“How do you build programs, projects, and, ultimately, products out of a strategy once it’s been established and accepted? How does it look from a complete, holistic lifecycle?
This is one of those questions that might, at first, appear to be a bit on the obvious side. I mean, isn’t the whole point of a strategy to identify actions that can be turned into programs, projects, and products? But as simple as this may sound, it is actually one of the areas that tend to confuse people the most with respect to developing formal strategic plans. So, let’s dive into this one a little bit more…
When putting together a formal strategic plan, there are typically three main “sections” to be concerned with. This, according to the strategy framework used by my business (and the sponsor of this blog), Strategy Generation Company. These sections are:
In the Analysis section, you are typically analyzing the past and present states of your market, your industry, and your business. This is the part of the process where your customer, competitor, and company data gets collected, and it is also the part of the process that will serve as a foundation for the larger strategy that will follow.
The Planning section is the heart of your strategy. This is where you set your goals, sort through your strategic options, and, ultimately, choose the actions you want to take in pursuit of whatever it is you’re hoping to achieve.
Finally, we come to the Execution stage. This is the part of your strategy where you make investments, track your progress, and (hopefully) achieve your targeted results. It is in this section of your strategy where you’ll be turning your planned actions into the programs, projects, and products that are referenced in this week’s question.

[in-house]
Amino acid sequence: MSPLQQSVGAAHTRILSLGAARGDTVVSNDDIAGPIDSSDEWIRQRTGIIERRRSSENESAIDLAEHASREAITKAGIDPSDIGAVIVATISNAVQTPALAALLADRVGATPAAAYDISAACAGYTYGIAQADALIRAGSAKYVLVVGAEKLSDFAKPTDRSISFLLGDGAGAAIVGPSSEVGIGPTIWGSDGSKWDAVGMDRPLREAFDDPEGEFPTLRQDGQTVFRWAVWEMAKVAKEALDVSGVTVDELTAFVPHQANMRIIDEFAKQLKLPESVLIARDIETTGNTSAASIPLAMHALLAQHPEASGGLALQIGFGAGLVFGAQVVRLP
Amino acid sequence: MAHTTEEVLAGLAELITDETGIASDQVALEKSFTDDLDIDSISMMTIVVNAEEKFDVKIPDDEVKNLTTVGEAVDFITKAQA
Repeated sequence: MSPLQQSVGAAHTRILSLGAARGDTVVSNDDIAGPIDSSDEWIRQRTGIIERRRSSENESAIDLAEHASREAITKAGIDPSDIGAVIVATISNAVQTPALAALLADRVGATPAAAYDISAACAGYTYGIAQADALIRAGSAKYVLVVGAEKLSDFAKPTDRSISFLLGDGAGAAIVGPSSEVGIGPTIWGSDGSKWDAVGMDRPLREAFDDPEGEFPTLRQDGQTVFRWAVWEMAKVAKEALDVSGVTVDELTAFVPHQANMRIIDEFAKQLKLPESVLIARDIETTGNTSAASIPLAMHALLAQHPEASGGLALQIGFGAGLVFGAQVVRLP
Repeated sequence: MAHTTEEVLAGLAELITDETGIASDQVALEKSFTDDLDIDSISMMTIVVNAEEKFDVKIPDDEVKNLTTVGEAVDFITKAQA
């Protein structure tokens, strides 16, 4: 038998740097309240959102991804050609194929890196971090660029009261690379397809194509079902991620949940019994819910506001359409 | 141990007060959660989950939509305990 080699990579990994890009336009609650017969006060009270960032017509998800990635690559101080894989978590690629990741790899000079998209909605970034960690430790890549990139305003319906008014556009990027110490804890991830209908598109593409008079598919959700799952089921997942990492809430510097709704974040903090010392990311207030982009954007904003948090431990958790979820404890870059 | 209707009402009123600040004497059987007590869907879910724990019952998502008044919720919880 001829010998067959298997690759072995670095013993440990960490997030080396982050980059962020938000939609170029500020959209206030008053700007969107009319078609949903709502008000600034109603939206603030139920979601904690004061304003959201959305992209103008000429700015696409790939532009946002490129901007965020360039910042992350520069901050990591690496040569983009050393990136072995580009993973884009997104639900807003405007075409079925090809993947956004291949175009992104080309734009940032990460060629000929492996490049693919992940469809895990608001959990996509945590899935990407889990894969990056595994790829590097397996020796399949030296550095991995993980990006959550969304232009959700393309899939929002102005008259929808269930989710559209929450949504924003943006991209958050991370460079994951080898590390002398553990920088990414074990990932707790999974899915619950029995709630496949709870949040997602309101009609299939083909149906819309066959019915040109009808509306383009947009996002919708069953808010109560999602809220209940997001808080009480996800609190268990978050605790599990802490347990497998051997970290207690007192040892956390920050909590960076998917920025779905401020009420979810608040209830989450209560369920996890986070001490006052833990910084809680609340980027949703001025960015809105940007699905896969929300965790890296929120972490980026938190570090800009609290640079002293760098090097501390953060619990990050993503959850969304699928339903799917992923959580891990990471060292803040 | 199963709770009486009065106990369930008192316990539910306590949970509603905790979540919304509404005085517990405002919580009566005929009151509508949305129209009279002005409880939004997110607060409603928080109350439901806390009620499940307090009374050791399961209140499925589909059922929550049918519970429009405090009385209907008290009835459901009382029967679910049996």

The real question then becomes, how much of your execution should you outline within the context of your actual physical strategic plan? In other words, should you be expected to lay out every detail of every single action and individual investment when you are putting your plan together?
To get right to the point, my short answer is a resounding, “NO.”
The whole intention of a strategy (especially within the context of a company or a business) is to provide high-level guidance for the far more tactical actions that will ultimately follow. In this way, there is a hierarchy to be followed, almost like the folder system on your hard drive. Your folders serve to group all of your individual files so that they can be more easily accessed and understood. Without these higher-level folders, your files would appear to be more or less random. But, grouped into some sort of a logical structure, your files all of a sudden take on meaning – allowing you to not only more easily utilize them, but also to determine which ones you really want to keep and which ones you don’t.
In this way, the strategic actions you identify within the context of your strategic plan serve as your higher-level folders. The idea here isn’t to specify every single tactical action that you will ever take but, rather, to identify several big categories (or groupings) of actions so that your individual tactics will all fit within this larger context at the time of execution.